Shmuel Shayowitz (NMLS#19871) is President and Chief Lending Officer at Approved Funding, a privately held local mortgage banker and direct lender. Shmuel has over two decades of industry experience, including licenses and certifications as a certified mortgage underwriter, residential review appraiser, licensed real estate agent, and direct FHA specialized underwriter. Shmuel provides a uniquely holistic approach to comprehensive real estate and financial matters that goes well beyond any single transaction. Shmuel is an award-winning financier recognized for maximizing the short-term and long-term objectives of his client. As a contributing writer to many local and regional newspapers and publications, his insights have been featured in the media for many topics, including mortgages, personal finance, appraisals, and real estate trends.
In psychology, “triggering” occurs when something causes a negative emotion or an undesirable mental reaction. It is no surprise that such an antagonistic word is being used in the “credit industry” to prey on people who are shopping for potential mortgage or auto financing. For a fee as low as $15, your name and certain specifics about your personal information credit report – including your address, phone number, mortgage history, and even your FICO score range – are sold as “Trigger Leads” by the credit bureaus to list brokers for resale.
While it’s an illegal breach of privacy for real estate agents or mortgage companies to share or sell your credit information, it is perfectly legal for credit companies to do so. In fact, it has been a booming business for years! For individuals who have recently applied for some type of credit, your information is aggressively sold resulting is an onslaught of unsolicited phone calls and junk mail as soon as you apply for a loan. If you ever noticed a spike in “spam” calls or mail solicitation, this is precisely why.
“The credit bureaus compile trigger lists daily and sell them to numerous buyers across the US, including so-called ‘lead generators,’ who then resell the list to even more companies,” said John G. Stevens, president of the National Association of Mortgage Brokers. This “business” not only exposes borrowers to identity theft – with the increased risk of compromising a consumer’s personal financial information, but it also exposes applicants to potentially unfair and deceptive solicitation by unscrupulous creditors looking to target an applicant seeking financing at an extremely vulnerable time.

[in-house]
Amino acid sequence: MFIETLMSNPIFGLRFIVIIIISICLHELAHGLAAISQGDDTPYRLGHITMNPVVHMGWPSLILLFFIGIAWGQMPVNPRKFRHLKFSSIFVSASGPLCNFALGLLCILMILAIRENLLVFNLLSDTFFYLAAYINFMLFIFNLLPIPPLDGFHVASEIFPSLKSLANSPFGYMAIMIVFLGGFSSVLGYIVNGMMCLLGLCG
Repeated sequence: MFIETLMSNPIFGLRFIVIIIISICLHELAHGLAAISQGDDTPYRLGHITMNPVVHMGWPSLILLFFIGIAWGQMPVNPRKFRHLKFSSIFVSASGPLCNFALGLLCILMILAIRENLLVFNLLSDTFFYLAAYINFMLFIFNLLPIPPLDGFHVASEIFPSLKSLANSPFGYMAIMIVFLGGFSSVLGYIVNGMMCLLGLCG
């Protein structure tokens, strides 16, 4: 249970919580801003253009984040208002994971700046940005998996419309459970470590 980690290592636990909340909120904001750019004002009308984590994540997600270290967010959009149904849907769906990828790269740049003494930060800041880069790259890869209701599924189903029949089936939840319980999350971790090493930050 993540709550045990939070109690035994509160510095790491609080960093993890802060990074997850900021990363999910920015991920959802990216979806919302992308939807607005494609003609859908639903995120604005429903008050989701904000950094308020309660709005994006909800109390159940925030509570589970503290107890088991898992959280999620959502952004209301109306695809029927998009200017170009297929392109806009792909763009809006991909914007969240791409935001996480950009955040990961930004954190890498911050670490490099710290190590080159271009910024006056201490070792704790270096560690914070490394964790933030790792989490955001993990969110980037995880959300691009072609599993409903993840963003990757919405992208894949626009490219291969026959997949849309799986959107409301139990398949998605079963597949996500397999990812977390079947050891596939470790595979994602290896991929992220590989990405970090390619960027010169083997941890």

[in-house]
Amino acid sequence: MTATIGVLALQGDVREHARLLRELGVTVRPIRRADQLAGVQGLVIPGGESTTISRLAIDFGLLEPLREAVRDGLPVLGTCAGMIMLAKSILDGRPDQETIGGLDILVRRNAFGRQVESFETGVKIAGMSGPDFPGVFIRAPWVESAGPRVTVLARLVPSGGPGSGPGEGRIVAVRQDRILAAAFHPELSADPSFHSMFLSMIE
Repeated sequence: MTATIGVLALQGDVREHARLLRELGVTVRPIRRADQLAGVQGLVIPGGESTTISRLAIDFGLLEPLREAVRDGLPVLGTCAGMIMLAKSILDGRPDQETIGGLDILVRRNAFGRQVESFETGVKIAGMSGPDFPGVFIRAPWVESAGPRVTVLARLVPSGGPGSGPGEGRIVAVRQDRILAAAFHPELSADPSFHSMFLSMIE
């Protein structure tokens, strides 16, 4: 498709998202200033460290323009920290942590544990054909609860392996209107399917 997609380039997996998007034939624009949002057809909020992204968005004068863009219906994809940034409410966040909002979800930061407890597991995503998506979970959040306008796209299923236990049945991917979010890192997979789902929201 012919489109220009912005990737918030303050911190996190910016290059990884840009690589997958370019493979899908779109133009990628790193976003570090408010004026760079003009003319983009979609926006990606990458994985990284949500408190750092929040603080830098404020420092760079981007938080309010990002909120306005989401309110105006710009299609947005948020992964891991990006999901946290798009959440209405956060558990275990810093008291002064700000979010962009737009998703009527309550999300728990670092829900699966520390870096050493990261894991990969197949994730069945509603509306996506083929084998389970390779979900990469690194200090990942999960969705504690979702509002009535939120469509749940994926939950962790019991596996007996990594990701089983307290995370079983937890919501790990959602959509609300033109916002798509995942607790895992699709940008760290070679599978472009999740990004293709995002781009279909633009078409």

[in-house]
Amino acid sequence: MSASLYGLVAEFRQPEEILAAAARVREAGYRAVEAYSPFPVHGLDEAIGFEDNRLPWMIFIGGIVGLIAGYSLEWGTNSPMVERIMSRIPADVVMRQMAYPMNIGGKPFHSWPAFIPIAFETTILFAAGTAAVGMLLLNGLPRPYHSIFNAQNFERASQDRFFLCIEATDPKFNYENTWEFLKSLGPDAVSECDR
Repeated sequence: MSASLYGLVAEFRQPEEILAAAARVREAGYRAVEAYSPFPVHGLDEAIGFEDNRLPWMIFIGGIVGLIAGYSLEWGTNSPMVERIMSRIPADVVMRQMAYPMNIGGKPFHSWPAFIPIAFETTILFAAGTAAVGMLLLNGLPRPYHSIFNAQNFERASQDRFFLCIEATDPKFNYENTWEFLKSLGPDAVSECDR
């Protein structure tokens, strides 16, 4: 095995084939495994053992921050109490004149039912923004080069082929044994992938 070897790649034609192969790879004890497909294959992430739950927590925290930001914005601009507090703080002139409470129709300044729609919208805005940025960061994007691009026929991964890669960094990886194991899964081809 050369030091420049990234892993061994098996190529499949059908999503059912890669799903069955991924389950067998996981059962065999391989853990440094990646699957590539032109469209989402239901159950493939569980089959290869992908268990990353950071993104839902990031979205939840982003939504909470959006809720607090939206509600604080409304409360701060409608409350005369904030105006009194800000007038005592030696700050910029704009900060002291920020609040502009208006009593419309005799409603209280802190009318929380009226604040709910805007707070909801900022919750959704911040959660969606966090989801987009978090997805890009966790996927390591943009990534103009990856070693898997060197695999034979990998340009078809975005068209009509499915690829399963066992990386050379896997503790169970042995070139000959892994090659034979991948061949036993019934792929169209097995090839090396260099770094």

While the NAMB is working hard to change policy, unfortunately, no legislation currently exists to prevent credit bureaus from profiting at your expense. As a “trigger lead,” you are simply at the mercy of any number of marketing campaigns designed specifically to discredit the mortgage professional you’ve begun to work with, and that you may have come to know and trust. “Unfortunately, some people use all kinds of unethical tactics to target borrowers who have initiated the process of obtaining a mortgage,” said Stevens. “This activity should be classified as an unfair and deceptive trade practice and banned … The only way to protect the consumer is to close this loophole immediately, and that’s what NAMB is seeking to accomplish.”
Before applying for any type of loan or financing, I suggest that you visit www.optoutprescreen.com to opt-out of future credit bureau solicitations and avoid this problem altogether. This website is the official Consumer Credit Reporting Industry portal to register and process requests from consumers to Opt-In or Opt-Out of firm offers of credit or insurance. Not only will you avoid the hassle of telemarketers, but by opting out, you could potentially add a few points to your credit score.
Additionally, if you still receive phone calls from solicitors, ask them to place your name and number on their Do Not Call list. All telemarketing companies have their own internal Do Not Call list that they must abide by. Be sure to take down the name of both the company and the individual who made the call, and to let the solicitor know that you’re doing so. This way, you will have grounds to seek action against them, should they call again.
As you embark on what is likely the most significant financial transaction of your life, you should place yourself in the hands of a professional – not some transactional loan officer who purchased your information from a list broker. It’s important to remember that if a loan officer is, in fact, buying such leads, they are apparently not getting enough referrals in the first place – which might be telling in of itself.
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